How does Harper Lee present issues about injustice in To Kill a Mockingbird as a whole?  Please talk about the ways in which the issues are shown and the methods used to show these issues at work....

How does Harper Lee present issues about injustice in To Kill a Mockingbird as a whole?

 

Please talk about the ways in which the issues are shown and the methods used to show these issues at work. Thanks!

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bullgatortail | High School Teacher | (Level 1) Distinguished Educator

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Harper Lee chooses not to assault the reader with preachiness and obvious sermonizing concerning the many injustices found in To Kill a Mockingbird. Instead she takes a more subtle approach, delivering her messages primarily through the innocent voice of Scout, who often does not realize the importance of the revelations she witnesses. Scout does not seem to understand how Maycomb's black citizens are discriminated against: She routinely uses the "N" word until Atticus scolds her for its "common" usage. She doesn't understand what the word "rape" means, and she has to have Atticus explain what a "nigger-lover" is. When Dill becomes sickened by Mr. Gilmer's repeated reference to Tom as "boy," Scout explains that

     "Well, Dill, after all he's just a Negro."

Though Scout has not learned these attitudes from Atticus--she has picked them up from neighborhood gossip and from her classmates at school--she recognizes that Maycomb's black citizens are on the bottom of the local social ladder, but she nevertheless treats them with respect. Calpurnia is like a member of the family, and Scout obviously enjoys the company of the black minister, Reverend Sykes. Scout comes to see that Tom is innocent through the facts presented, and she understands that Tom's crippled left arm could not have possibly allowed him to commit the crimes of which he is accused. As Scout explains to Jem, who believes that there are four distinct types of people in Maycomb,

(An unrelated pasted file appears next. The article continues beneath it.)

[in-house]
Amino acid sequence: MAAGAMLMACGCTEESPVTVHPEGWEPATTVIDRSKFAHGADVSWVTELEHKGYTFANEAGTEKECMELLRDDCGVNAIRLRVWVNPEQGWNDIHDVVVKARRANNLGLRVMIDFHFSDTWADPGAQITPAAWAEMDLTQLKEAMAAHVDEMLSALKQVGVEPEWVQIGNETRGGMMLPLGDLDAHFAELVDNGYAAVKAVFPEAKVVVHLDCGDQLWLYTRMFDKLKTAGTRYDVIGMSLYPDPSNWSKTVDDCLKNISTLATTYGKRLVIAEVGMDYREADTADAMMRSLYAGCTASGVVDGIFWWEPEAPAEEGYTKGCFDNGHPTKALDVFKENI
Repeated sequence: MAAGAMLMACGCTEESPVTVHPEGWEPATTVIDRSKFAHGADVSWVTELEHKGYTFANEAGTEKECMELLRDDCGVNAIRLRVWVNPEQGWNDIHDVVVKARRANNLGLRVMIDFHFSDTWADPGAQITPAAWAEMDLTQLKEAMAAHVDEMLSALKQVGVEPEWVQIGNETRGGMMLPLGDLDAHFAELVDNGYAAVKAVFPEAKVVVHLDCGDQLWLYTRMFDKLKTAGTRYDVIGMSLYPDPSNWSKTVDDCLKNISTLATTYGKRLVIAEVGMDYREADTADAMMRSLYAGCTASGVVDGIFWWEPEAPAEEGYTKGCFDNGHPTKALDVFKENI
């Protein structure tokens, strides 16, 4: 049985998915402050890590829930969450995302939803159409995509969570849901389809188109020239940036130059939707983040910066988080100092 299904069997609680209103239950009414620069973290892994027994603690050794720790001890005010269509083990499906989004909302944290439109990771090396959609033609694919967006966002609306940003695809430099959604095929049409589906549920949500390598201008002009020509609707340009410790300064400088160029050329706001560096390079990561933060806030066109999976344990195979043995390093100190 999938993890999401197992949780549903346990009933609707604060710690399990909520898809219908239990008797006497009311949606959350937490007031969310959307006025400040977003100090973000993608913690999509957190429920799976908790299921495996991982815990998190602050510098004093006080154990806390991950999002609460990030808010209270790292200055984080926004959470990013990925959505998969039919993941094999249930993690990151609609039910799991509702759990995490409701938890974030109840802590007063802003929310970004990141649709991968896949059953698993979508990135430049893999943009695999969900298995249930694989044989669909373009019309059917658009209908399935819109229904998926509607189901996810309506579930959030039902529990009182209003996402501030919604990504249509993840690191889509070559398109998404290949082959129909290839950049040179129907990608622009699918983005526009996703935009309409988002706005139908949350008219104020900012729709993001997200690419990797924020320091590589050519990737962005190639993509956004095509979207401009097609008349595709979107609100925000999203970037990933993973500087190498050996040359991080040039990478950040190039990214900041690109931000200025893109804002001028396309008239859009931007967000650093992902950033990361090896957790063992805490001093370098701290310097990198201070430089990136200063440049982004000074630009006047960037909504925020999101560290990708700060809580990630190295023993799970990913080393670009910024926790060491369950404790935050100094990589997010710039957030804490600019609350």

"Naw, Jem, I think there's just one kind of folks. Folks."

Scout's naive manner has a way of conveying Lee's messages. She sees past Alexandra's beliefs in heredity and Family Streaks, recognizing that just because Walter Cunningham Jr. is poor does not mean he's "trash." She understands the symbolic point Mr. Underwood is trying to make about Tom in his editorial about the "senseless slaughter of songbirds." Lee discloses the hypocrisy of many of the women in Maycomb by allowing Scout to endure their jokes and overhear their insulting remarks about Negroes--and even Atticus--at the Missionary Circle meeting. The author explores gender inequity when Scout innocently discovers from Atticus that Miss Maudie is not allowed to serve on a jury because she is a woman. Lee patiently allows Scout to mature to the point where she is able to see that Boo Radley's acts of kindness are a way of trying to gain her friendship: He is not a "ghoul," but, instead,

Boo was our neighbor... But neighbors give in return. We never put back into the tree what we took out of it: we had given him nothing, and it made me sad.

And, at the end of the story, Lee pushes home another point about identity and outward appearances through the sleepy-eyed Scout when she discovers that Stoner's Boy (a character in the novel that Atticus is reading to her)--like Boo--

"... was real nice."
     "Most people are, Scout, when you finally see them."

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